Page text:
CO2 Sinks and Sources in Agricultural Soils

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CO2 Sinks and Sources in Agricultural Soils

The agricultural use of soils in many cases leads to the release of CO2 (i.e. soils are CO2 sources) and to a reduction of the carbon content of the soil. On the other hand, soils can also absorb new carbon (i.e. soils are CO2 sinks).

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Agricultural Management and Soil Carbon Dynamics

Agricultural activities affect soil carbon content, and hence the role of soils as CO2 sources or sinks. On the input side, this is primarily a result of crop rotation in the case of arable crops, and of land-use intensity in the case of grasslands.

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Organic Soils

Organic soils are important carbon stores. In bogs, they are formed by the incomplete (anaerobic) decomposition of plant matter in the water-saturated soil. When these soils are drained or damaged, they become a major and persistent CO2 source.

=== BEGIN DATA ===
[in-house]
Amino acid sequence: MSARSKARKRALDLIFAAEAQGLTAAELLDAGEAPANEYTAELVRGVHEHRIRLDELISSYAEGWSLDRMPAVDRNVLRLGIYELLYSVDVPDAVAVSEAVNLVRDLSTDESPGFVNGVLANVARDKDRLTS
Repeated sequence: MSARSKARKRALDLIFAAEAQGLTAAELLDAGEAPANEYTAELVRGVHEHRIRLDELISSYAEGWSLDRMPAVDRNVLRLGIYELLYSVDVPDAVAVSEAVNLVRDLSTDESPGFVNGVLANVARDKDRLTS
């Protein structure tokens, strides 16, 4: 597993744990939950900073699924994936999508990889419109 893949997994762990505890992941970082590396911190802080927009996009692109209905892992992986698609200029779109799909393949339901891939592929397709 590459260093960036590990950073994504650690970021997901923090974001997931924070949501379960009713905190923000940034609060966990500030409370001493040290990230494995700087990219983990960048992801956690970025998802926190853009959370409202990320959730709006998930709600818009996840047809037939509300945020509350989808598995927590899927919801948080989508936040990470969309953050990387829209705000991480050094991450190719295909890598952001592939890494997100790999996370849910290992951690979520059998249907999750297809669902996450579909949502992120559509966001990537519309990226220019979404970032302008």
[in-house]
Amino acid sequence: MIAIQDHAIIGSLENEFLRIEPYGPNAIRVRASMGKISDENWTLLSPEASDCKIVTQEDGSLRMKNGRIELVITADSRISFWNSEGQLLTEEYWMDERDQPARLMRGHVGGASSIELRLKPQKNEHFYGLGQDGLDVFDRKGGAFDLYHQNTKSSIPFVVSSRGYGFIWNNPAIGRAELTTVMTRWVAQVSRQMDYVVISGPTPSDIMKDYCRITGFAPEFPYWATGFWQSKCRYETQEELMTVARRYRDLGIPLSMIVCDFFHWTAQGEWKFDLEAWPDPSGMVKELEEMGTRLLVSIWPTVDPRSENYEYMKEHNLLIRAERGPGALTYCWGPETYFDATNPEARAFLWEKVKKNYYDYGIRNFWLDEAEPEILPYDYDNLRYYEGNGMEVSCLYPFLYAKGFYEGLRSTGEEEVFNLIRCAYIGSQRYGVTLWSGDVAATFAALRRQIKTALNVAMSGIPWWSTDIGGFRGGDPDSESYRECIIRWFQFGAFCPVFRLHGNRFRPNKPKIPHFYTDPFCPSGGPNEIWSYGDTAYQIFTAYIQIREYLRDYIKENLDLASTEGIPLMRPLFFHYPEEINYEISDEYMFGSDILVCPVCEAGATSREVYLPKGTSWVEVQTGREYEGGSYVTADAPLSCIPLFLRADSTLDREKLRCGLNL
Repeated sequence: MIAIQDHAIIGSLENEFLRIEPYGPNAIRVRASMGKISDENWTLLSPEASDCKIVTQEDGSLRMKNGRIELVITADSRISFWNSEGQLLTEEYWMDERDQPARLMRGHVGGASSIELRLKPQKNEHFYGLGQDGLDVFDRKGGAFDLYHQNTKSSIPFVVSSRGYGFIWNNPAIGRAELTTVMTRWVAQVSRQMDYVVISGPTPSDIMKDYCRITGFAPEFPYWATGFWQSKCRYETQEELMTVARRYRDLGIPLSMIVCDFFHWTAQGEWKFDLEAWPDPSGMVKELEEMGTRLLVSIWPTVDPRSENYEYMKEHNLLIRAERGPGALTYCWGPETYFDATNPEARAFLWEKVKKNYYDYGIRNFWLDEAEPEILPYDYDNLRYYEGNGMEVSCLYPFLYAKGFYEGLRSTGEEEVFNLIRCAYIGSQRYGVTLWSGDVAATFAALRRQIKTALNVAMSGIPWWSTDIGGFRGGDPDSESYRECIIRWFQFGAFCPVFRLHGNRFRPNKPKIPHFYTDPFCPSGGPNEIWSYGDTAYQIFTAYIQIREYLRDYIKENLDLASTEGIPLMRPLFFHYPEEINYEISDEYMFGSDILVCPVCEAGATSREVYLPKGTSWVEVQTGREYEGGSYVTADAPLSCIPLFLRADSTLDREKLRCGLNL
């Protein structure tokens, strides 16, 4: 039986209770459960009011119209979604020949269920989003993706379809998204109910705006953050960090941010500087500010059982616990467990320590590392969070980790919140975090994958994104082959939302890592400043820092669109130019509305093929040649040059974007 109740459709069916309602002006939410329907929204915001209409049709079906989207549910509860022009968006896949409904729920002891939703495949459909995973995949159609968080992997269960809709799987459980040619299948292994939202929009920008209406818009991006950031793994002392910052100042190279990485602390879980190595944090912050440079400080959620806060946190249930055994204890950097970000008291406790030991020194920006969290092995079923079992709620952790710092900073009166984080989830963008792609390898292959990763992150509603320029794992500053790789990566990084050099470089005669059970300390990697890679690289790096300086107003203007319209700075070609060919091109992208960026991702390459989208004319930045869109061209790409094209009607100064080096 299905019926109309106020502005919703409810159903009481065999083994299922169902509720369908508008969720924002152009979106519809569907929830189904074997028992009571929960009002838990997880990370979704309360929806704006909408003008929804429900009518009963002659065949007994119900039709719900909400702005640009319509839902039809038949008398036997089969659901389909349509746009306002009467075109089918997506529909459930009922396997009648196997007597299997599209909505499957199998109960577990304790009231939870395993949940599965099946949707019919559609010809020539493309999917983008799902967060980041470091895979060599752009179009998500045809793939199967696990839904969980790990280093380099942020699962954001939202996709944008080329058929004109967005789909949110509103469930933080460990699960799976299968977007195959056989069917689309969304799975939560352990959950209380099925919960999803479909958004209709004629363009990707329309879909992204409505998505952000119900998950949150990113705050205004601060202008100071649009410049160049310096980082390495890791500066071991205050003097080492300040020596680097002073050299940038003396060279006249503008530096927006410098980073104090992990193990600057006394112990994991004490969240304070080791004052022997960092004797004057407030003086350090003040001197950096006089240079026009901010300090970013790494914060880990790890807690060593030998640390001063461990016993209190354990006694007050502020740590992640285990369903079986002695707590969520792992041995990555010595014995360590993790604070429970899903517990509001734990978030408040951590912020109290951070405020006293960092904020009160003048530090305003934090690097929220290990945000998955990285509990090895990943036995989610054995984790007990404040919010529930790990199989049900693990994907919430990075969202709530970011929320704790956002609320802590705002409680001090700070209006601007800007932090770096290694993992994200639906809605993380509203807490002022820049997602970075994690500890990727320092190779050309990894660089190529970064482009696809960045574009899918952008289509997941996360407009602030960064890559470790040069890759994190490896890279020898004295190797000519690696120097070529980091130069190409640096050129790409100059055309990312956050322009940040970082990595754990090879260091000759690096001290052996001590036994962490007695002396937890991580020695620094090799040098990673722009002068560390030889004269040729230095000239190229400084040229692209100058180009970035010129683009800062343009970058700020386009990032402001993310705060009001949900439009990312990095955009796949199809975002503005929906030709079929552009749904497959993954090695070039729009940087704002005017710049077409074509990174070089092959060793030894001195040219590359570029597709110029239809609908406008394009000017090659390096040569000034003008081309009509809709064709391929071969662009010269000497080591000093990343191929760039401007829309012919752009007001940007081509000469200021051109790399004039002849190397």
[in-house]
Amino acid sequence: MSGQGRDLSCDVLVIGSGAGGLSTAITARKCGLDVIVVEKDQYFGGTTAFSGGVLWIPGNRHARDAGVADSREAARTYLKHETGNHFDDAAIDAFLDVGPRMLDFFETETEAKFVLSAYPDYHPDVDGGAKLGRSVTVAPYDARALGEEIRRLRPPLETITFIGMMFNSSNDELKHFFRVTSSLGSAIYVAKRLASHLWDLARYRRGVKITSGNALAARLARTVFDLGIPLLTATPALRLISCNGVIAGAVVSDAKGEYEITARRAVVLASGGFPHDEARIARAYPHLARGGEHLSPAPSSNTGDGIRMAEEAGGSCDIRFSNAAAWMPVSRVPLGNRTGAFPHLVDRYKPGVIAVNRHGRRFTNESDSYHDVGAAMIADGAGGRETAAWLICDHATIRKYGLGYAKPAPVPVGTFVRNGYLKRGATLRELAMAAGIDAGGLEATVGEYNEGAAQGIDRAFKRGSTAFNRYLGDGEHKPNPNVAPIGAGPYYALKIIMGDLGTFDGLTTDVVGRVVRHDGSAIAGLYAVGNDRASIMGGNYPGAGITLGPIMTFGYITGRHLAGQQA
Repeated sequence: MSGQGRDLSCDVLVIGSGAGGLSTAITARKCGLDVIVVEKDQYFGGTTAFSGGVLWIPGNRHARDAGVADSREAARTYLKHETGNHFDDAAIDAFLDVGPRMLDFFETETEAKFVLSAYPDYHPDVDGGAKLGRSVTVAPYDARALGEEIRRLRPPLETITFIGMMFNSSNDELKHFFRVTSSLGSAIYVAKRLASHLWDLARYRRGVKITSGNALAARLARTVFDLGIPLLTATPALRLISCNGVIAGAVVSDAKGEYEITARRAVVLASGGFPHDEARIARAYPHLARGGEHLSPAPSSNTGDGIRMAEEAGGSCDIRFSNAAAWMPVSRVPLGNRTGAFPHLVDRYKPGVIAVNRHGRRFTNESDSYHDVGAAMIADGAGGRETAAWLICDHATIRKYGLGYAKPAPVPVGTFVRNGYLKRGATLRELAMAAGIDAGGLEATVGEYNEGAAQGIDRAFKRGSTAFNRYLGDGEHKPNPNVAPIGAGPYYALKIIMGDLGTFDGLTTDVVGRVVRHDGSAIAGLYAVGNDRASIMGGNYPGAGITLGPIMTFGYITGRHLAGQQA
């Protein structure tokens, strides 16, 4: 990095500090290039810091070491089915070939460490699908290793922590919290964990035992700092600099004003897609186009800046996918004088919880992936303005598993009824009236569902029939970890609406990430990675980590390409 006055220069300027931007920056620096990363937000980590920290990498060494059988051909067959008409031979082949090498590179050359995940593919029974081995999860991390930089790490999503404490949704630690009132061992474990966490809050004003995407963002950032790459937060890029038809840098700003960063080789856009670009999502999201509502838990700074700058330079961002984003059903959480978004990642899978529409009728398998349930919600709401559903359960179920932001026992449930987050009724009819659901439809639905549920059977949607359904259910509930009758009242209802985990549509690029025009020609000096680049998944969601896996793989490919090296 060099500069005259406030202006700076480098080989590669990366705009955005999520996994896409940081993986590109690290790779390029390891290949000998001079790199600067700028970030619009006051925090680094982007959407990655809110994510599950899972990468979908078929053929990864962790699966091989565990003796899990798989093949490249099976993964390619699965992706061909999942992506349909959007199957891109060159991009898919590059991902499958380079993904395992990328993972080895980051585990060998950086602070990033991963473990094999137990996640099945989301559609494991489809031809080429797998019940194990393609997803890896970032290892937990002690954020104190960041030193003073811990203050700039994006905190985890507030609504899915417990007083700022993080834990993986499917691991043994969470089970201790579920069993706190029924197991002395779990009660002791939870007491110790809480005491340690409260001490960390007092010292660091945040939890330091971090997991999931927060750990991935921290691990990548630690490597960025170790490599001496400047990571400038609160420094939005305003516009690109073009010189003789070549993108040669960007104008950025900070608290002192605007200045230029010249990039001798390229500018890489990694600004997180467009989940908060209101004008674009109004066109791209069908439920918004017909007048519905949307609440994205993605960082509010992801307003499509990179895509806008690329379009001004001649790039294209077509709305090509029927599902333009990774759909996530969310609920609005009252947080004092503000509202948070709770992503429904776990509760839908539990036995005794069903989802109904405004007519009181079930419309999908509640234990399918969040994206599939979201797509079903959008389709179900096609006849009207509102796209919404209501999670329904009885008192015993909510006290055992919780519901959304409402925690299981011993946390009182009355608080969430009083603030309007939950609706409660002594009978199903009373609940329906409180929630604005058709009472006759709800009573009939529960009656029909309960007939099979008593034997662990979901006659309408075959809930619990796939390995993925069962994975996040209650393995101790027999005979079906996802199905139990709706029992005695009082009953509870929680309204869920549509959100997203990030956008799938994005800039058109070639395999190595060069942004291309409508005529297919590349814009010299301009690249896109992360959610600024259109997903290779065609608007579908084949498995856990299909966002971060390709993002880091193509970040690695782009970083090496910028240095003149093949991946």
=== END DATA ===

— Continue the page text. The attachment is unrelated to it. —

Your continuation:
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Biochar

Biochar is produced from organic waste at temperatures of between 400 and 700 °C whilst excluding oxygen. Because of its high stability in the soil, it is regarded as a potential CO2 sink. What’s more, the use of biochar could influence the cycling of nutrients – particularly nitrogen – in the soil, as well as increase water-storage capacity.

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Swiss Soil Carbon Inventory

Switzerland reports annual CO2 emissions and storage of arable and grassland soils as part of the ‘Land Use, Land-Use Change and Forestry’ category of its national greenhouse gas inventory.

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Soil Carbon in Alpine Grasslands

In species-rich high-altitude grasslands, productivity and soil carbon stocks will change in response to the future climate.